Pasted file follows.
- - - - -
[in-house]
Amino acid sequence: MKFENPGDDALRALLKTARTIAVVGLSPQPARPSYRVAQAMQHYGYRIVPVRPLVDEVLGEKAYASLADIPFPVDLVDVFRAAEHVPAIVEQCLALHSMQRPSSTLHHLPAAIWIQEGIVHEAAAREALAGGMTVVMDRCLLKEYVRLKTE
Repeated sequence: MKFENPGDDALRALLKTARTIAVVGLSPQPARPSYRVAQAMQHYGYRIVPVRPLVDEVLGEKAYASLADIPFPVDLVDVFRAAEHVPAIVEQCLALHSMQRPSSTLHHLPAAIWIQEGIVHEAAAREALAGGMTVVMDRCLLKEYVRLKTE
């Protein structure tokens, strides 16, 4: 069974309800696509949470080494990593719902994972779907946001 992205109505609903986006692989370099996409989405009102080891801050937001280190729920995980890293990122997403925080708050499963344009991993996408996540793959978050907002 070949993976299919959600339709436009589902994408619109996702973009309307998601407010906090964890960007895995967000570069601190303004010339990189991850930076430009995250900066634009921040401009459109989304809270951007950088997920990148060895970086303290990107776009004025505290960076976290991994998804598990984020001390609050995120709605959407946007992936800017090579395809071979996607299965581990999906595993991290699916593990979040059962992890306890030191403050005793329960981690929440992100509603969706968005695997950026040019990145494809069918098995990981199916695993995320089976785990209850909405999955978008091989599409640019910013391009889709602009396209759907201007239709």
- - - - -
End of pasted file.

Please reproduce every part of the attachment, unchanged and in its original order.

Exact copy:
[in-house]
Amino acid sequence: MKFENPGDDALRALLKTARTIAVVGLSPQPARPSYRVAQAMQHYGYRIVPVRPLVDEVLGEKAYASLADIPFPVDLVDVFRAAEHVPAIVEQCLALHSMQRPSSTLHHLPAAIWIQEGIVHEAAAREALAGGMTVVMDRCLLKEYVRLKTE
Repeated sequence: MKFENPGDDALRALLKTARTIAVVGLSPQPARPSYRVAQAMQHYGYRIVPVRPLVDEVLGEKAYASLADIPFPVDLVDVFRAAEHVPAIVEQCLALHSMQRPSSTLHHLPAAIWIQEGIVHEAAAREALAGGMTVVMDRCLLKEYVRLKTE
């Protein structure tokens, strides 16, 4: 069974309800696509949470080494990593719902994972779907946001 992205109505609903986006692989370099996409989405009102080891801050937001280190729920995980890293990122997403925080708050499963344009991993996408996540793959978050907002 070949993976299919959600339709436009589902994408619109996702973009309307998601407010906090964890960007895995967000570069601190303004010339990189991850930076430009995250900066634009921040401009459109989304809270951007950088997920990148060895970086303290990107776009004025505290960076976290991994998804598990984020001390609050995120709605959407946007992936800017090579395809071979996607299965581990999906595993991290699916593990979040059962992890306890030191403050005793329960981690929440992100509603969706968005695997950026040019990145494809069918098995990981199916695993995320089976785990209850909405999955978008091989599409640019910013391009889709602009396209759907201007239709």